Intravenous antibiotics, such as the aminoglycosides gentamicin (Garamycin®) and tobramycin (Nebicin®, Tobrex®), may be used for more serious infections.

Dietary changes that may be helpful

When healthy volunteers consumed a large amount (100 grams) of refined sugar, the ability of their white blood cells to destroy bacteria was impaired for at least five hours.1 Consumption of excessive amounts of alcohol has also been shown to suppress immune function.2 Reduced intake of dietary fat has been shown to stimulate immunity.3 For these reasons, many doctors recommend a reduced intake of sugar, alcohol, and fat during an acute infection and for prevention of recurrences.

People who have recurrent or chronic infections should discuss the possible role of allergies with a doctor, since chronic infections have been linked to allergies in many reports.4 5 6 7 Identifying and eliminating foods that trigger problems may help reduce the number of infections.

Vitamins that may be helpful

The proteolytic enzymes, bromelain (from pineapple) and trypsin may enhance the effectiveness of antibiotics in people with a UTI. In a double-blind trial, people with UTIs received antibiotics plus either bromelain/trypsin in combination (400 mg per day for two days) or a placebo. One hundred percent of those who received the enzymes had a resolution of their infection, compared with only 46% of those given the placebo.8 This study used enteric-coated tablets. Enteric-coating prevents stomach acid from partially destroying the bromelain. Most commercially available bromelain products today are not enteric-coated, and it is not known if non-enteric coated preparations would be as effective.

Some bacteria that typically cause urinary tract infections can attach themselves to the lining of the urinary tract by binding to molecules of mannose that naturally occur there.9 Theoretically, if enough D-mannose is present in the urine, it would bind to the bacteria and prevent them from attaching to the urinary tract lining.10 One animal study has demonstrated this protective effect,11 but whether it would occur in humans is unknown, and no human research has investigated the effectiveness of oral D-mannose for the prevention or treatment of urinary tract infections.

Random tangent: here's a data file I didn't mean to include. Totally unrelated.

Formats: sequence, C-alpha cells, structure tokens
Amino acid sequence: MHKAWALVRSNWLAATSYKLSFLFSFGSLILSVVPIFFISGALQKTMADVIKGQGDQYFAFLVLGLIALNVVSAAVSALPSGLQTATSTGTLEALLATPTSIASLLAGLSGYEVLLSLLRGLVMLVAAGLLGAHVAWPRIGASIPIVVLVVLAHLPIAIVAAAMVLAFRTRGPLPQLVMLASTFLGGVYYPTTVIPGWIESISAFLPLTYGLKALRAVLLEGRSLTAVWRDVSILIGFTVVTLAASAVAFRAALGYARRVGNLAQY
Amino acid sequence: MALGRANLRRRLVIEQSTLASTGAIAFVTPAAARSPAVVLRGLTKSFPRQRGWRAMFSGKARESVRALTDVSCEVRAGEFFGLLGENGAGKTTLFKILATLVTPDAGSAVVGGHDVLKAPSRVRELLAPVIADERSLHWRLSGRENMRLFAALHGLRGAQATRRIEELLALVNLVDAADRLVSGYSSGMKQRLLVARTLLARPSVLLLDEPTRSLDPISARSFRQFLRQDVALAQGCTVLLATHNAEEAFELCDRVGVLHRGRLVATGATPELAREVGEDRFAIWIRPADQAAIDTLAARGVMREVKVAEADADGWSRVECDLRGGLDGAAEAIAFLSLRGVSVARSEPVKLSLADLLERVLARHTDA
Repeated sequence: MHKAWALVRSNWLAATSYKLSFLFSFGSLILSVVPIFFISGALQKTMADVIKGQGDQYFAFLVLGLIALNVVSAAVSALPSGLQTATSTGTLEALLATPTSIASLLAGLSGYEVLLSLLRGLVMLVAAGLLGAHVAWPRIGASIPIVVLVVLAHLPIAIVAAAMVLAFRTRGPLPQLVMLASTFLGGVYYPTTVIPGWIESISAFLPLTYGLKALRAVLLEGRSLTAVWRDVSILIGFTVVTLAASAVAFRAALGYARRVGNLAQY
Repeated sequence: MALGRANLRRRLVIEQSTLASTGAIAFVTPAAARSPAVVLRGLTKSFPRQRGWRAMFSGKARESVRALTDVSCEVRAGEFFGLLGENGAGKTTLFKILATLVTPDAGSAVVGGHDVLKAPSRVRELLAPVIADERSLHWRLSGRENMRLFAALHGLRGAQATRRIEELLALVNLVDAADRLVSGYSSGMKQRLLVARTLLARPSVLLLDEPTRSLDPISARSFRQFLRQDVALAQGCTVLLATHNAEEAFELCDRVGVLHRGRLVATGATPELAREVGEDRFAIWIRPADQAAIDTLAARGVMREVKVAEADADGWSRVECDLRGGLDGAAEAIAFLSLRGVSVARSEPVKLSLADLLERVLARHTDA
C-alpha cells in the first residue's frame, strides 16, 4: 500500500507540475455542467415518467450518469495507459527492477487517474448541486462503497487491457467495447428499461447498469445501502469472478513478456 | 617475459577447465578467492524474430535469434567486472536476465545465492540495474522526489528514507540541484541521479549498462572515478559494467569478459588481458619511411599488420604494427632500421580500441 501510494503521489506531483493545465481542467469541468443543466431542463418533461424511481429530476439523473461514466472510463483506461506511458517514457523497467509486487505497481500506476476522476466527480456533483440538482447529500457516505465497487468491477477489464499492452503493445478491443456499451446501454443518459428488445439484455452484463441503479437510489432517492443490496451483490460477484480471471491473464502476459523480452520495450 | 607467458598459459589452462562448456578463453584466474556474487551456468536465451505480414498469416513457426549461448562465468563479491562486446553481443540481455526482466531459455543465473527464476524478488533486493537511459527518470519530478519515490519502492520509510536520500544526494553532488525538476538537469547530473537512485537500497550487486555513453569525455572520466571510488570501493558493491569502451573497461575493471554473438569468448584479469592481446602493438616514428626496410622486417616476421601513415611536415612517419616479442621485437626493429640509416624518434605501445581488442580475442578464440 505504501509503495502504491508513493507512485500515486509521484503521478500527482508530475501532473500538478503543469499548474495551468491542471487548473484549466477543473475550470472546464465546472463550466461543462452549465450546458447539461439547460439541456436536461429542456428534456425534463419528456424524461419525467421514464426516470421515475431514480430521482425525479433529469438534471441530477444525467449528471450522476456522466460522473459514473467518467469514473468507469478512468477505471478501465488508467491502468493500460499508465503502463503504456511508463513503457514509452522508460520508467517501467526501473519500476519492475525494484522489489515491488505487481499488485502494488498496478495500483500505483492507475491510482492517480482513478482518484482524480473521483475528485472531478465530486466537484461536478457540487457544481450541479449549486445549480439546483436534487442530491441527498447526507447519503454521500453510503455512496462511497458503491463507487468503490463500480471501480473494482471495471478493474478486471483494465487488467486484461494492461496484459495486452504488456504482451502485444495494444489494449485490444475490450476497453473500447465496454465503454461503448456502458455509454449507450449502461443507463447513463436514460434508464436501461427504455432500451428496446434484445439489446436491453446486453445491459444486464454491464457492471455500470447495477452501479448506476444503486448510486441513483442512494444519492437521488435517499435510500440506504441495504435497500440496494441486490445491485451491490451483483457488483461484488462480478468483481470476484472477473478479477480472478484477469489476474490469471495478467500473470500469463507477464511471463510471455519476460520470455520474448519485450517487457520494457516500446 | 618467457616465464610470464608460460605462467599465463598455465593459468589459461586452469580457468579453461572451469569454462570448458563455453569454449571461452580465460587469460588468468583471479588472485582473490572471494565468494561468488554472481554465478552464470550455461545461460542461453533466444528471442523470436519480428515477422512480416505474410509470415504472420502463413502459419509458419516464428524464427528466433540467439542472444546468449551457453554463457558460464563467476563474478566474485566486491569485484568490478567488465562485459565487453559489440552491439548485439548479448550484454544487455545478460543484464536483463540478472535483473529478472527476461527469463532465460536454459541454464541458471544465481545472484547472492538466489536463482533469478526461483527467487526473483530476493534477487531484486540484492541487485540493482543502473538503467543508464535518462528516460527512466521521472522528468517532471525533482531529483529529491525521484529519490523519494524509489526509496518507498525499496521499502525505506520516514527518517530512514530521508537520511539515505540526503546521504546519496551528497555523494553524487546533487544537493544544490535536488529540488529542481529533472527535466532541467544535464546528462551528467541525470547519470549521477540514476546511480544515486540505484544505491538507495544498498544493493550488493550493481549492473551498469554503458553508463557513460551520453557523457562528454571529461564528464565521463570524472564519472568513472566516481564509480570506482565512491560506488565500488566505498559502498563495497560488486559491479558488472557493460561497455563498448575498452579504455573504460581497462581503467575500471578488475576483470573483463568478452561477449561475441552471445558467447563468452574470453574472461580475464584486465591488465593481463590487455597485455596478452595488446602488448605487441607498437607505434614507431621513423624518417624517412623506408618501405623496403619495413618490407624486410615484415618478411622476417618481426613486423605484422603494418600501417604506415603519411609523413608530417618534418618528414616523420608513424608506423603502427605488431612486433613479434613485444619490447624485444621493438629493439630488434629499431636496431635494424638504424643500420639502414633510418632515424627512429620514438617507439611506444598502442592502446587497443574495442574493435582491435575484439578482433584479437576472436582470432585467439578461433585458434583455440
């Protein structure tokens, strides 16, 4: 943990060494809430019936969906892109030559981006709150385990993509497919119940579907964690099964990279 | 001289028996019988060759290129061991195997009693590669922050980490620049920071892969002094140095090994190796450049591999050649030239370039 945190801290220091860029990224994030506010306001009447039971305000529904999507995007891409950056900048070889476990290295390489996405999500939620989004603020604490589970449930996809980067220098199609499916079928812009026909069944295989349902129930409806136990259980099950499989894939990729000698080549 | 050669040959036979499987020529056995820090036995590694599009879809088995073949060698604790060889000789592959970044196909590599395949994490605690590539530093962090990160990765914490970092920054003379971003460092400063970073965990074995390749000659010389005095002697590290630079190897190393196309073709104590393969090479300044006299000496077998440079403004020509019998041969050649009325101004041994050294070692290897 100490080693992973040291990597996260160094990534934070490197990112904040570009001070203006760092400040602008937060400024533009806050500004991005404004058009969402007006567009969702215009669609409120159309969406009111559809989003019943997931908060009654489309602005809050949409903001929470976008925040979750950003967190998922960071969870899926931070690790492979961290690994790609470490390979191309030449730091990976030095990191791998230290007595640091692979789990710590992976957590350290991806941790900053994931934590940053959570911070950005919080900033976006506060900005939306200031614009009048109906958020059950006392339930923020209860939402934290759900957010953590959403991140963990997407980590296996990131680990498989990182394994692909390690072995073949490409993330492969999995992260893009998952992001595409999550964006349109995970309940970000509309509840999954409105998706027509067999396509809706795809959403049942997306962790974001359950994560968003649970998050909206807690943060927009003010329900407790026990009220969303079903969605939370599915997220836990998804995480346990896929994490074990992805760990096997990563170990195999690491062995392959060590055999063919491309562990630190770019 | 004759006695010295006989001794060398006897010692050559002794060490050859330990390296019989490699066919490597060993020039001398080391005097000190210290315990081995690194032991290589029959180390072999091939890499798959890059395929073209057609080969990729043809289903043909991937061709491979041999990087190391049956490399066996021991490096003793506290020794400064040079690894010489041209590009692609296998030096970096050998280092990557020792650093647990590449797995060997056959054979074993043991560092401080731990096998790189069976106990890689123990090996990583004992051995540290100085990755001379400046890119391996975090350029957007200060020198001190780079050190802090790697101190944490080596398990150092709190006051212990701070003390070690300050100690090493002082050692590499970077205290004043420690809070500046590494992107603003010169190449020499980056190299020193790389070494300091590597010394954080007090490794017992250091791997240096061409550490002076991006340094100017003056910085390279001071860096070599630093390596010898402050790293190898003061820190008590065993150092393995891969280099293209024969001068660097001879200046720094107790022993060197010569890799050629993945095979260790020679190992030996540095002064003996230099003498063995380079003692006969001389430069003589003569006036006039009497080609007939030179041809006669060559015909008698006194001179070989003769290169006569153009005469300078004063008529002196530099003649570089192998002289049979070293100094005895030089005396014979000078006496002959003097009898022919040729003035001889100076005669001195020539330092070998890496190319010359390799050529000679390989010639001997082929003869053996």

Many doctors recommend 5,000 mg or more of vitamin C per day for an acute UTI, as well as long-term supplementation for people who are prone to recurrent UTIs. Although no controlled clinical trials have demonstrated the effectiveness of vitamin C for this purpose, vitamin C has been shown to inhibit the growth of E. coli, the most common bacterial cause of UTIs.12 In addition, supplementation with 4,000 mg or more of vitamin C per day, results in a slight increase in the acidity of the urine,13 creating an “unfriendly” environment for some infection-causing bacteria.

Vitamin A deficiency increases the risk of many infections. Although much of the promising research with vitamin A supplements and infections has focused on measles,14 vitamin A is also thought to be helpful in other infections. Some doctors recommend that people with urinary tract infections take vitamin A. A typical amount recommended to correct a deficiency is 10,000 to 25,000 IU per day.